Amazon begins UK drone deliveries

Amazon begins UK drone deliveries

Amazon has begun using drones to deliver parcels to customers in the UK, in a limited trial.

The internet giant released a video on YouTube announcing it has launched its Prime Air service in Cambridge, which involves the use of drones to deliver packages to customers in 30 minutes or less. "We've started a new private trial in the Cambridge area of England, and on 7th December, we completed our first delivery," the video says.

Customers using the service can choose from “thousands of items” held in a warehouse. After the centre receives the order, an electrically-powered drone that can fly at heights of up to 400ft and carry packages up to 5lbs is then guided by GPS through the air.

During this beta test Prime Air will be offered to “dozens” of customers living within several miles of the facility. Amazon then use the data it gathers from the trial to expand the service to more customers over time.

Amazon founder Jeff Bezos announced the news on Twitter, saying: “First-ever Amazon Prime Air customer delivery is in the books. 13 min—click to delivery.”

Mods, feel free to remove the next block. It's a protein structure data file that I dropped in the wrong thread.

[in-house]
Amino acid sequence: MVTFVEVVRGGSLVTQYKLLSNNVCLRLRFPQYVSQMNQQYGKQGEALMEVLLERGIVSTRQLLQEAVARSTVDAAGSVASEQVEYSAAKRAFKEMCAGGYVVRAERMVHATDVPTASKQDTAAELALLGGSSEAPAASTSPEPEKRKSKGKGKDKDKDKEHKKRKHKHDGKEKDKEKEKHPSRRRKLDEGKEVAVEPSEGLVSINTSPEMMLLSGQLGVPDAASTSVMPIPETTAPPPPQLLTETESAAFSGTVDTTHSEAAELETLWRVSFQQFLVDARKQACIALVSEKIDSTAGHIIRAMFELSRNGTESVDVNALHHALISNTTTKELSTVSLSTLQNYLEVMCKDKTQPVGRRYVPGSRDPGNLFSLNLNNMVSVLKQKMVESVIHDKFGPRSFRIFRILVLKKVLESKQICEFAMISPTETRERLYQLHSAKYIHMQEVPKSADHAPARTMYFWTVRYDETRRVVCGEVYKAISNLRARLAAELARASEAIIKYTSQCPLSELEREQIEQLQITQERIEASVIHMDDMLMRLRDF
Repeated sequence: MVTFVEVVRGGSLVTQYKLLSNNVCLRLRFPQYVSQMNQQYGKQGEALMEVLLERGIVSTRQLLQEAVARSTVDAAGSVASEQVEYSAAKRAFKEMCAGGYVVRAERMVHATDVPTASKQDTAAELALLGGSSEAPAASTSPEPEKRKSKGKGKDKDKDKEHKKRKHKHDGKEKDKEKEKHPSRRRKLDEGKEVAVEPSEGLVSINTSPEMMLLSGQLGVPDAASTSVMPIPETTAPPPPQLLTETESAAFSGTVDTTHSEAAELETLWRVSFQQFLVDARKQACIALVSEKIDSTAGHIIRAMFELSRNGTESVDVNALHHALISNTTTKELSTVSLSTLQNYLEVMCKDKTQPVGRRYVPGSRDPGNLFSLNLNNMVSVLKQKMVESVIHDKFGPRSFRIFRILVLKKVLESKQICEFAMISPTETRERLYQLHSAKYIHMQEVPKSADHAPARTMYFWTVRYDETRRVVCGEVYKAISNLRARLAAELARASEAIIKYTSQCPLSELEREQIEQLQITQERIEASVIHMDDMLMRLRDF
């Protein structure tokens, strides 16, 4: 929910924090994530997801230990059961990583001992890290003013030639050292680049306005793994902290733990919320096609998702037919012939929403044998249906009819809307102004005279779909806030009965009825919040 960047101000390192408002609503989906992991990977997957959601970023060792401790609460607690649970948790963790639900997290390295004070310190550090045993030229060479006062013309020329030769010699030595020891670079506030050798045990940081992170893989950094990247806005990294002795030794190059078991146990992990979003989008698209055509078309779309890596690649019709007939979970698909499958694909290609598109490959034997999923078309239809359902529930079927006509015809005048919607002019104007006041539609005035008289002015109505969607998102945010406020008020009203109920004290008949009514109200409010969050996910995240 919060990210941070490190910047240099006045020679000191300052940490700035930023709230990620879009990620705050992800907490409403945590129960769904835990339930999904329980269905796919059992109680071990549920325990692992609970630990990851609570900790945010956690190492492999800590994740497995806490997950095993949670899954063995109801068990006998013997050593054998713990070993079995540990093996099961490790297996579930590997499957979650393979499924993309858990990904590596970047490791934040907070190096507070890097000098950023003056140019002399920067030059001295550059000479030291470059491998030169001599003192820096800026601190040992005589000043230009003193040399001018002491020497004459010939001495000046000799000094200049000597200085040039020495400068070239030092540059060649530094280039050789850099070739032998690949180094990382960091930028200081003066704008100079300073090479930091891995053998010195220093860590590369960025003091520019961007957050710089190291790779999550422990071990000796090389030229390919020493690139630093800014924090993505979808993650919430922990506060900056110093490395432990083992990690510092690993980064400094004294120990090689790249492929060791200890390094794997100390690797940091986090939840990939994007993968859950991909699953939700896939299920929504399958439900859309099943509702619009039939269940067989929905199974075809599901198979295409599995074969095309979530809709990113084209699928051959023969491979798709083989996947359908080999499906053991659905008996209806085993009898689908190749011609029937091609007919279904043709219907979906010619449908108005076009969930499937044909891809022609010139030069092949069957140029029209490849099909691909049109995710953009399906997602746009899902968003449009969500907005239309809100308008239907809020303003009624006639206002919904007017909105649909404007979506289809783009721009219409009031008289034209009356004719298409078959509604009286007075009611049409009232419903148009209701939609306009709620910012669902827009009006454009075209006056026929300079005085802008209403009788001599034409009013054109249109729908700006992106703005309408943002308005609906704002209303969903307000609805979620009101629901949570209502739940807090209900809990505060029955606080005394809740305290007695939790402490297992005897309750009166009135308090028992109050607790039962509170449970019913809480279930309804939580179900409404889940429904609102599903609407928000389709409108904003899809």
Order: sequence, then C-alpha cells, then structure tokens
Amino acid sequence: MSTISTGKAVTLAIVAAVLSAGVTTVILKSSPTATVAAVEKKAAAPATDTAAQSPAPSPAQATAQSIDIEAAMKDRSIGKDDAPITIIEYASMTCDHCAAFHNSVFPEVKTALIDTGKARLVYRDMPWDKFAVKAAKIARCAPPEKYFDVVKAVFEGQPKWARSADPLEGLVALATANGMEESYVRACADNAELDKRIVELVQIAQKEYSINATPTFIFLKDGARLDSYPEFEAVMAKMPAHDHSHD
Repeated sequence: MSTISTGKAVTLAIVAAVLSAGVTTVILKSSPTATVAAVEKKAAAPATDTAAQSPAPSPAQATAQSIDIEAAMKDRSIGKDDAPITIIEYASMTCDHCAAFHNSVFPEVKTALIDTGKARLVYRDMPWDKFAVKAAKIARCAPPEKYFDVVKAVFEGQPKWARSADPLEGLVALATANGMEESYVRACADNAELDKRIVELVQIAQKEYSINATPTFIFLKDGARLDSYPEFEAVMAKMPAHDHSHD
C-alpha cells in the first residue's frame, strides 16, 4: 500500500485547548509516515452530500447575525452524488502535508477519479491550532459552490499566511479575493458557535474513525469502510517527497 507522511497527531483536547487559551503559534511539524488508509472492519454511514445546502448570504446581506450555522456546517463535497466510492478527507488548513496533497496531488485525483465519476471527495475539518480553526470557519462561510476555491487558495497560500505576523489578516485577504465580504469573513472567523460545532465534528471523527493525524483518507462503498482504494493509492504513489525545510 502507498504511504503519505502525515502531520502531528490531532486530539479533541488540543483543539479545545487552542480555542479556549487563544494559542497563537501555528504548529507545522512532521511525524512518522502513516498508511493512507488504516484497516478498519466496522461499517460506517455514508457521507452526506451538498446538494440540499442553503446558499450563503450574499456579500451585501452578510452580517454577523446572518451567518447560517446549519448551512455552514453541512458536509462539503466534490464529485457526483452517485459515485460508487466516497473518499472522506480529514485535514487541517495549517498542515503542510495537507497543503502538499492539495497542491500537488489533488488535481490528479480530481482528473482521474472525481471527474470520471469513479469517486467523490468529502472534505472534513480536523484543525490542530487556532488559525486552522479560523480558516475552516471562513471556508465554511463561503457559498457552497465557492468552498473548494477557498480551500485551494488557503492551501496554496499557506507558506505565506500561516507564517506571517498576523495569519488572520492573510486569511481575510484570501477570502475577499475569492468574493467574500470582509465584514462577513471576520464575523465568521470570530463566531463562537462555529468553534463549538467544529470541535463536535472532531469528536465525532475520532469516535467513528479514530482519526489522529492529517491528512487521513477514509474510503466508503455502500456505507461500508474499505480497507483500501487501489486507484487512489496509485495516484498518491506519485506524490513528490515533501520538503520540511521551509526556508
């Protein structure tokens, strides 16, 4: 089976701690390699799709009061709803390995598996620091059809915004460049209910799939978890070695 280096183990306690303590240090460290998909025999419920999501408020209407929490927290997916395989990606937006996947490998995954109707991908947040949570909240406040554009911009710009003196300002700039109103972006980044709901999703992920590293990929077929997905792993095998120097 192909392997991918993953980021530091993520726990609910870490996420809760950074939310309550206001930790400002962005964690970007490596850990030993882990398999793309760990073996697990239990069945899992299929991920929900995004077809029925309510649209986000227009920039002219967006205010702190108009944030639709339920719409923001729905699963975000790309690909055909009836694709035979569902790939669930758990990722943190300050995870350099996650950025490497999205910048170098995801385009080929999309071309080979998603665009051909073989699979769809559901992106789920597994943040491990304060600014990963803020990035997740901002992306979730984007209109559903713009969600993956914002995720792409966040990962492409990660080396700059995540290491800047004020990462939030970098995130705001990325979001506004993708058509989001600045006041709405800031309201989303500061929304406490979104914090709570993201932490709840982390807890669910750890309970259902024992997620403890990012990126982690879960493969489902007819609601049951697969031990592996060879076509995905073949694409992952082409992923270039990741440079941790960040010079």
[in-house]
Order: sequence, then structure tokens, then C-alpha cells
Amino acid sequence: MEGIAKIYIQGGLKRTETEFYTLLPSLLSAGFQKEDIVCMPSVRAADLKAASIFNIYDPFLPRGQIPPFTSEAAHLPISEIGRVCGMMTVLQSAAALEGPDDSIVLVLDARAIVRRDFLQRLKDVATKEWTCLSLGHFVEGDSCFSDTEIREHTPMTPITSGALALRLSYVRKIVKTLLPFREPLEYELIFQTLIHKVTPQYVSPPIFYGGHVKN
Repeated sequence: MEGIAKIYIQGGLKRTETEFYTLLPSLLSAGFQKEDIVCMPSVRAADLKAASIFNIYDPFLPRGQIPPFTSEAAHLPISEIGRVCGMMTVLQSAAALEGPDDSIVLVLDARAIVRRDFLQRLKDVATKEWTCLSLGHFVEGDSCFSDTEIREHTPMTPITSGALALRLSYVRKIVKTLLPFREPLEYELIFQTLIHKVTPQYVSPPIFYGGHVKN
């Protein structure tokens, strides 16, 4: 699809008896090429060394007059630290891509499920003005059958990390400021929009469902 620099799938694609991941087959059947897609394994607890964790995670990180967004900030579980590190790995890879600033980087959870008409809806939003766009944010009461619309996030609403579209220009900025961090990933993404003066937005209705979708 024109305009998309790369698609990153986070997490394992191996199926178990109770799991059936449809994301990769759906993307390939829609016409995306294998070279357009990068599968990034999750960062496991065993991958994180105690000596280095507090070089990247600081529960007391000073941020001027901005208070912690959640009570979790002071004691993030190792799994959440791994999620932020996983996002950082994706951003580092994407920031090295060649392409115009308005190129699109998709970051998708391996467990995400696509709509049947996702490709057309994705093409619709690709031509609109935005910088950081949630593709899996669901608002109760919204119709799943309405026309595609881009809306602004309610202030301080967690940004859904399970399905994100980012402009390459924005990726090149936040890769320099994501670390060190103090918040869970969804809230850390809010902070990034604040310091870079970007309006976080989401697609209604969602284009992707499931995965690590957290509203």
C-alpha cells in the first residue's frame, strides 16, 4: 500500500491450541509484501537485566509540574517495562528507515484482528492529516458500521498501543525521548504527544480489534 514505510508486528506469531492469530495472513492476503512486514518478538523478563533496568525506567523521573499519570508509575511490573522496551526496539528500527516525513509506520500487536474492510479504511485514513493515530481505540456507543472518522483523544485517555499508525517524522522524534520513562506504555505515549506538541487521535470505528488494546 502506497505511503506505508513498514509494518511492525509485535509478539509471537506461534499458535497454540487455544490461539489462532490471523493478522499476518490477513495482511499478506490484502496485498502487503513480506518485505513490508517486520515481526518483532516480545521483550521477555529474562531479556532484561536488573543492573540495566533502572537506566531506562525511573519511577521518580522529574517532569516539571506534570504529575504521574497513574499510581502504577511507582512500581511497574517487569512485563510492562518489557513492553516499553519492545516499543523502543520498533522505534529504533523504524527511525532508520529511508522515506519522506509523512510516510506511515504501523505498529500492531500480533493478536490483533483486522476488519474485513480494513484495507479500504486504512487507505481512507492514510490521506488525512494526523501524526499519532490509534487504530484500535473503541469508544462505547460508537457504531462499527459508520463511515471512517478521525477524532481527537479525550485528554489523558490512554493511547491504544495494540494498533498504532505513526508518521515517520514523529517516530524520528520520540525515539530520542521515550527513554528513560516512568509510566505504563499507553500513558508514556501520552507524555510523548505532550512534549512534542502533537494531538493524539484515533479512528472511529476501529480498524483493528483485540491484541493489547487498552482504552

Earlier this year the news broke that Amazon was working with the UK government on using drones. According to reports, a cross-government team supported by the UK Civil Aviation Authority (CAA) has provided Amazon with permission to explore three "key innovations": sensor testing for hazard avoidance, one-person operation of multiple drones - usually a pilot is required to be in control of a drone at all times - and operations outside line-of-sight in rural and suburban areas.

The company then gave a tour of its Cambridge facility to local schoolchildren.

At the time, Kristen Kish, corporate communications for Prime Air, said: “We're continuing to do more and more in Cambridgeshire. It's continuing to be an area of significance and importance for Amazon. We want to get the talent and want to encourage science, technology, engineering and mathematics (STEM) with students here, it's just so important we're promoting that science."